What Is Functional Training and How Can It Benefit You?

Functional Training has been used as a buzz word for many years now.

The idea behind functional training is that each exercise should be more natural and carry over into daily life. Functional training exercises tend to activate more muscles and therefore consume more energy. These multidimensional exercises also tend to improve your natural movement skills and enhance your general mobility.

Functional training helps provide you with the strength, stability, and mobility you need to thrive in your life and sports. You use basic functional movement patterns like pushing, pulling, hinging, squatting, rotating, carrying and gait patterns—walking and running—every day. Functional training utilizes exercises that improve your movement proficiency in these primary patterns to give you an edge so you can achieve your goals safely and with good health. Seems smart, right?

Fitness professionals typically recommend functional training to pregnant women or clients recovering from injuries or illness as a replacement for standard endurance or strength training. The reasoning is that it’s best not to push a person’s body to engage in exercise that it can’t currently handle.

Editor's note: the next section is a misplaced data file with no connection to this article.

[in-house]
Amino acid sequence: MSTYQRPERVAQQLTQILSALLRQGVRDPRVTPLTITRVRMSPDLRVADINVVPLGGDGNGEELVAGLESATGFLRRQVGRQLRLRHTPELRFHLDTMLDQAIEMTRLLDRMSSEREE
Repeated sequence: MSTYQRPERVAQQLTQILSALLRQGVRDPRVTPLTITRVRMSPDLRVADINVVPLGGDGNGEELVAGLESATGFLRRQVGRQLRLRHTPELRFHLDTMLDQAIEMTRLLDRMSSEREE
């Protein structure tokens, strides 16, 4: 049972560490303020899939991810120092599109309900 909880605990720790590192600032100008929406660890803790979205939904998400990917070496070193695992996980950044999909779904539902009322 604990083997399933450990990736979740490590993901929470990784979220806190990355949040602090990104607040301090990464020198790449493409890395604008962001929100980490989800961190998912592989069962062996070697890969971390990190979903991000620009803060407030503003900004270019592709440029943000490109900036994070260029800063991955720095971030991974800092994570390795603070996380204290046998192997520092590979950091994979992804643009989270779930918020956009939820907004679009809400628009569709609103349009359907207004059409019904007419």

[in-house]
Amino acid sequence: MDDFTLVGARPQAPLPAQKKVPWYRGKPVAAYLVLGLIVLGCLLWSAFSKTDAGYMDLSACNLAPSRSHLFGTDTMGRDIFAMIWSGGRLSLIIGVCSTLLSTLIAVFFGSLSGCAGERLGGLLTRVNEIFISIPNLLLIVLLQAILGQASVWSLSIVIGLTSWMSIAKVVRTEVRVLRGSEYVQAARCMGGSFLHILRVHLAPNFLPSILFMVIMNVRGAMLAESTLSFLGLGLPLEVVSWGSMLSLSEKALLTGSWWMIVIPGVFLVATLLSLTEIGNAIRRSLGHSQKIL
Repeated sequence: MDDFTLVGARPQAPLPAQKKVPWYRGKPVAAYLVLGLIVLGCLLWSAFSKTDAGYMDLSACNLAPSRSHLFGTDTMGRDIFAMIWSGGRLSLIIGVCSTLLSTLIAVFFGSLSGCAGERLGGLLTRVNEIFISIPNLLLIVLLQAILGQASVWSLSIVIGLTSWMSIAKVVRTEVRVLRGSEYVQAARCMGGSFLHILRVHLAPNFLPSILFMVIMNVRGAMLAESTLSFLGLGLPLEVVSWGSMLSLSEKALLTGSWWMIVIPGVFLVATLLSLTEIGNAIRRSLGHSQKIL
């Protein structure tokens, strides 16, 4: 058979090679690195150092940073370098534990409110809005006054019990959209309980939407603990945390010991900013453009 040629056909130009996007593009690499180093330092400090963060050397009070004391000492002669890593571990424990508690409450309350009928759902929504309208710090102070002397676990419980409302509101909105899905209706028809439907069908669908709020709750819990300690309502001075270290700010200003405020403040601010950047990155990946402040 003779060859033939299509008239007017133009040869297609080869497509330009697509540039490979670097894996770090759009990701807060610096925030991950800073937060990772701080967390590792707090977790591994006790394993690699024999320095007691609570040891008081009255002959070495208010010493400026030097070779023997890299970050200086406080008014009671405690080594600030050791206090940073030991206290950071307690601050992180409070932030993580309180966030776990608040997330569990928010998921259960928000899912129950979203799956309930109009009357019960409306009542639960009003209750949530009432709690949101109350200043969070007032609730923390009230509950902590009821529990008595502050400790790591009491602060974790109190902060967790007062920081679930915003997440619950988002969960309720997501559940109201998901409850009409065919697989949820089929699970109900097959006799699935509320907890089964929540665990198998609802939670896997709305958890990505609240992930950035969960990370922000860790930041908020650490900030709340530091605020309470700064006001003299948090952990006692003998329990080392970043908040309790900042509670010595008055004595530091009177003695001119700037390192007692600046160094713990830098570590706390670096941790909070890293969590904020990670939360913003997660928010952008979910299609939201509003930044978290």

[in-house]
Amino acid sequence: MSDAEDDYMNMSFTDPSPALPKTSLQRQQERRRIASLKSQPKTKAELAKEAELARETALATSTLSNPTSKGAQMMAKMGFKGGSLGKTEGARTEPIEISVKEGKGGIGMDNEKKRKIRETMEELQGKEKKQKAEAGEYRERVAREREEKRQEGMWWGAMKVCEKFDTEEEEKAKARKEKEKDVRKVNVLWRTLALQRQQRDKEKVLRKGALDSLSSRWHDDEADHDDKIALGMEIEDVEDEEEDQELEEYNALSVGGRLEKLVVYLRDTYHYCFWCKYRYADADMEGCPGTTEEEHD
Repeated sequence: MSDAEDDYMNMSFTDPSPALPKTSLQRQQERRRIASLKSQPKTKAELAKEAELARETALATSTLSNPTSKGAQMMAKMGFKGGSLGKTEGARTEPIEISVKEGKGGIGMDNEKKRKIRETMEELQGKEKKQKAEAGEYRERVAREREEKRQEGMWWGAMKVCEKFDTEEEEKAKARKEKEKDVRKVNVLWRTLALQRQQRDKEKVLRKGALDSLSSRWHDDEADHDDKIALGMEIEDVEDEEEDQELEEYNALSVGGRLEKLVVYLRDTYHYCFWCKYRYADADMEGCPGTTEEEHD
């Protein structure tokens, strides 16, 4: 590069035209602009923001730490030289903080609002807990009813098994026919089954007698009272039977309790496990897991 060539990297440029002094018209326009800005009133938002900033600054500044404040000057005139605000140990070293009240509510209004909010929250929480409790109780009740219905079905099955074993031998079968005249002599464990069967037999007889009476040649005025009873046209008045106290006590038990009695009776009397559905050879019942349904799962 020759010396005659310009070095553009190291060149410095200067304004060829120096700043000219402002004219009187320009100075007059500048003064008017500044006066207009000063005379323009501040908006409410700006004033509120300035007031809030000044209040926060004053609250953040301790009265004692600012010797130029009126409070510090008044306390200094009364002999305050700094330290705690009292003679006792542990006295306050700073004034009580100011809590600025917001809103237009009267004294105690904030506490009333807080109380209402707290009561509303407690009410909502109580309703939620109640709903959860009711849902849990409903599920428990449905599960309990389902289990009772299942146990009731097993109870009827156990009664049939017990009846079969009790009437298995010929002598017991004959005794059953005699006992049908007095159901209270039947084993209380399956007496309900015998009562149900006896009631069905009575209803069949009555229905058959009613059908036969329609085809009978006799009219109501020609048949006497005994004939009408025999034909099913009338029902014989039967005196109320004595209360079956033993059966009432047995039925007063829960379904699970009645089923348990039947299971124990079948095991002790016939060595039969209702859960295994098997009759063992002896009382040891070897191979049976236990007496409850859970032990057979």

# 1 – Dumbbell Reverse Lunge with Rotation

The Reverse lunge with Rotation combines a lot of movement changes and challenges your balance, mobility and core stability all at the same time. It is important to ensure that the rotation comes from the midsection of the body rather than the shoulders. The back knee should not rest on the floor during the rotational part of the movement. Ensure that this functional training exercise is divided into 3 parts: the Reverse Lunge, then the Rotation back and forth, and finally the step back to the stating position.

Workout Example: 10 repetitions each side, rest 60 seconds and repeat for a total of 3-5 sets.


# 2 – Hip and Thoracic Openers

This hip opening exercise can be used as part of your warm up or as part of your main functional training program. Due to most peoples sedentary lifestyles the hips can become very stiff with limited mobility. Tight hips will cause lower back issues and general movement compensations. This functional training exercise not only opens the hips but also strengthens the core muscles and improves mobility in the upper spine too, another common area that lacks mobility due to too much sitting. Breathing is a key part to this exercise so ensure that you breathe out as you sink your hips down into the movement.

Workout Example: Try 20 alternating repetitions with controlled breathing

# 3 – Single Leg Dumbbell Row

Rowing exercises are very important because not only do they counteract all the sitting that we do but they also target a huge amount of neglected muscle mass on the back. As soon as you start standing on one leg and performing a row lots of great things start to happen. Standing on one leg improves hip stability which is essential because most people have weak external rotation which affects gait. The one legged stance also encourages greater core activation in order to deal with rotational forces placed on the body during the one arm row. A flat back is vital throughout this functional training exercise to keep the spine protected. Try to work on the mid back muscles by rowing towards the hips rather than shrugging the shoulders.

Workout Example: Try 8 repetitions each side, rest 60 seconds and repeat for 3-4 sets.

Source1 Source2